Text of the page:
A Prehistoric Global "Tamana" Culture? Plus: The "Glamour" Writer Who Hates Horror Movies
PZ Myers is (humorously) “blaming” me for introducing him via Twitter this past week to the angry pseudohistory of the white supremacists who believe that a lost white race of Solutreans were destroyed by Native Americans in a “white genocide” in North America at the end of the last Ice Age. It doesn’t get much more disgusting than that, but I’ve learned that there is always a claim that is worse.
On the opposite, but nowhere near as dangerous, side of the race-based pseudohistory coin, I tried very hard to garner enough enthusiasm to write something at length about Afrocentrist fringe historian Clyde Winters’s new article on Ancient Origins suggesting that there was a universal ancient African culture that colonized the ancient world. But I just can’t do it. The argument this time is the same kind of pointless linguistic fantasy that governed so many nineteenth century arguments. Here, Winters reports on the claims of the late Vomos-Toth Bator, a Hungarian who speculated that the appearance of the word Tamana as a toponym on various continents proves that an ancient African culture sailed around the world and left the name wherever it traveled.
This is illogical for a number of reasons. Not all the instances of “Tamana” are related to each other; some are undoubtedly coincidental. Others may have been adopted later, such as the way the topnym “Alexandria” was originally associated with Alexander the Great, but lent itself to unrelated places like Alexandria, Virginia in later centuries. Even where Tamana toponyms might derive from a common source, we cannot project this back to 10,500 BCE, and certainly not—as Winters would like—on the strength of Zecharia Sitchin’s assignment of Noah’s Flood to that year.
Yes, it’s that same argument again—Noah’s Flood is really end of the Ice Age, and the antediluvian world was really Atlantis. The only differences is that Winters gives the formerly Aryan pseudohistory and Afrocentric cast by placing its members in the Sahara.
Anyway, Winters has been flogging this horse since the twentieth century (I found references in his work going back to at least 2000), and he hasn’t found anything new to add since then. I was even less impressed with Dave Miller’s article on Friday claiming that seemingly natural cracks and scratches on rocks in the Appalachian Mountains are actually petroglyphs from the world’s oldest civilization, lost to history until he recognized its writing.
So, instead, I’d like to talk about a weird piece by Abigail McCoy that ran in Glamour magazine last week. McCoy asked how it is that anyone can enjoy a horror movie. She compared her distaste for horror to her dread of “micropenises,” which probably does as good a job of anything of establishing the tone of her piece. “Why do so many smart women I know claim to like horror movies? Are they just... lying?”
Obviously, I can’t claim to know why women might enjoy horror movies, but I don’t believe men and women are so different that the pleasures of the horror genre are limited by gender. McCoy, 28, says that she has watched only one horror movie, The Ring, and was traumatized by the scene where a girl tries to claw her way out of a well to the point that she was unable to ever watch another, and indeed was so traumatized by one particular scene that she continues to obsess about it when triggered by fingernails fourteen years later.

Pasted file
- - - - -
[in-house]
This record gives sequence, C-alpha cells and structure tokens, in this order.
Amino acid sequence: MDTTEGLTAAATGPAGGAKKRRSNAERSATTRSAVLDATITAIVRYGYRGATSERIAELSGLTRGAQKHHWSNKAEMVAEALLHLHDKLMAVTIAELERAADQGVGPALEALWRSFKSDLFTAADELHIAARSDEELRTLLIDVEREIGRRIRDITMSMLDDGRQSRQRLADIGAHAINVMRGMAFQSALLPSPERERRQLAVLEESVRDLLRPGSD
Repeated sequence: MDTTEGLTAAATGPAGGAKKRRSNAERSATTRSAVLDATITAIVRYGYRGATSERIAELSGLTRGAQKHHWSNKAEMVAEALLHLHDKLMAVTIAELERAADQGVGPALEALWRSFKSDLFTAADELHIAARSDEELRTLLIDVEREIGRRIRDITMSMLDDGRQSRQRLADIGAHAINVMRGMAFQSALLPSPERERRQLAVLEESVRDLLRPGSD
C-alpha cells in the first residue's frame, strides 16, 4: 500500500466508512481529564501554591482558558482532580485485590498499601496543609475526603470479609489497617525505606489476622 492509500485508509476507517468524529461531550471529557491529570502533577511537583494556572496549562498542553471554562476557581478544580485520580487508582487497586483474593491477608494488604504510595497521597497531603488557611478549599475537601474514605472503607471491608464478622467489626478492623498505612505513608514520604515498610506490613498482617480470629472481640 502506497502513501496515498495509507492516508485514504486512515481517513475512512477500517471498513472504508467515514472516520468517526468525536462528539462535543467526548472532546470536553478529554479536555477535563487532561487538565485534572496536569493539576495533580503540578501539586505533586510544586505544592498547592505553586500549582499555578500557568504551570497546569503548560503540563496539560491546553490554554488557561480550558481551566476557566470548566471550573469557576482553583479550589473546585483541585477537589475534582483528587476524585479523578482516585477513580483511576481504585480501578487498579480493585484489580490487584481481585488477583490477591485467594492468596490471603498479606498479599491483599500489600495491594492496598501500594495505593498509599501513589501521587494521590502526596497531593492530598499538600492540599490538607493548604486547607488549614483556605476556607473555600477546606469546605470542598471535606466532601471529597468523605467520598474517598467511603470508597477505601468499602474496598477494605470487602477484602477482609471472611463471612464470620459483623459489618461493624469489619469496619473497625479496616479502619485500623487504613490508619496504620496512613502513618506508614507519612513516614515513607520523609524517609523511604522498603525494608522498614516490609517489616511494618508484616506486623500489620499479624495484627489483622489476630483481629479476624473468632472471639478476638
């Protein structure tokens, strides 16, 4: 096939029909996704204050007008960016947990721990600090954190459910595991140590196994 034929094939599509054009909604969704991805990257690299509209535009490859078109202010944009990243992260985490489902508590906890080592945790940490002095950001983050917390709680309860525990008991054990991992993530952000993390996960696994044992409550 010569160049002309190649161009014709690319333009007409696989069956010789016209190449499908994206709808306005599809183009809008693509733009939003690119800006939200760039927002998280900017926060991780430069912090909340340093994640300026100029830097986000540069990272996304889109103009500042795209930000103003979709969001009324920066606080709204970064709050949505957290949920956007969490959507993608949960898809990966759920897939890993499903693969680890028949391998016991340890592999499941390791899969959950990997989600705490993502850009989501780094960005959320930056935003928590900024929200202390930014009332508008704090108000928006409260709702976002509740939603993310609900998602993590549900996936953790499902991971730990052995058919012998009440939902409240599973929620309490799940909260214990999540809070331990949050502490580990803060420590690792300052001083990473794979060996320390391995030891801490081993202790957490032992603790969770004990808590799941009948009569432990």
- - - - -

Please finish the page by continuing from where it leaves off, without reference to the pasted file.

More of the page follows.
But I maintain that there is absolutely no value in feeling scared. Why do people want to be scared? What is good about that? Feeling scared is always, always a negative experience, and I don't think it's even the kind with a silver lining. […] Do I insist—to my own detriment—on living unchallenged in a comfortable space that's never threatened by demon children who've spent time in wells? Does detesting horror movies make me narrow-minded? I mean, perhaps. But I feel fine about it.
There is no particular reason to demand that anyone watch something he or she doesn’t like, and I don’t begrudge McCoy her taste, but in reading McCoy’s screed, I see a conflation of ideas that seems a bit problematic, but which seems to reflect the current state of horror. Traditionally, scary movies (which are, to a degree unrecognized by McCoy, distinct from dark fantasy or Gothic melodrama) provide a safe way to experience fright, creating enjoyment from the tension between the emotion provoked by the on-screen experience and the knowledge that one is safe. This has changed over the course of the last three decades, as filmmakers have increasingly asked audiences to identify with the monster or the killer and approach horror movies as an exercise in vicarious blood lust. This gets into the issue of the purpose of a horror film. Once, the predominant purpose was to experience fear, but for much of the 2000s and 2010s, the purpose seemed to be revel in grotesquery and torture. Fortunately, that note of horror has been on the wane again.
McCoy thinks physical enjoyment of fear might be possible but wonders why she does not feel the same frisson as others when confronted with the frightening. Therefore, she asks why one prefers horror to other genres:
I can wrap my head around the whole "thrills minus actual danger" appeal, but can't you just get your rocks off by watching Homeland or something else written by writers whose artistic vision extends beyond scenes cast exclusively in blue-grey light with recently-widowed women being terrorized by things and beings that hopefully don't exist IRL?
Here, she seems to engage in a snobbish suggestion that certain types of artistic pleasure are inherently superior to others. Homeland draws on elements of horror as surely as any other piece of dark fiction. It describes and depicts torture and mutilation and feints toward Gothic themes of madness. But because it pretends to seriousness, its world has an “artistic vision” that horror somehow lacks. More correctly, crime dramas sand off the rougher edges of the horror genre by wrapping them in a sort of Ann Radcliffe style Gothic reduction where everything is easily explicable as the convoluted operation of physical and psychological forces. But isn’t that exactly what McCoy didn’t want? She said that she doubted why anyone would enjoy fear in an environment of safety. But crime dramas, even those disguised as prestige television, are just that: a chance to revel in the excitement and terror of crime from the safety of the other side of screen.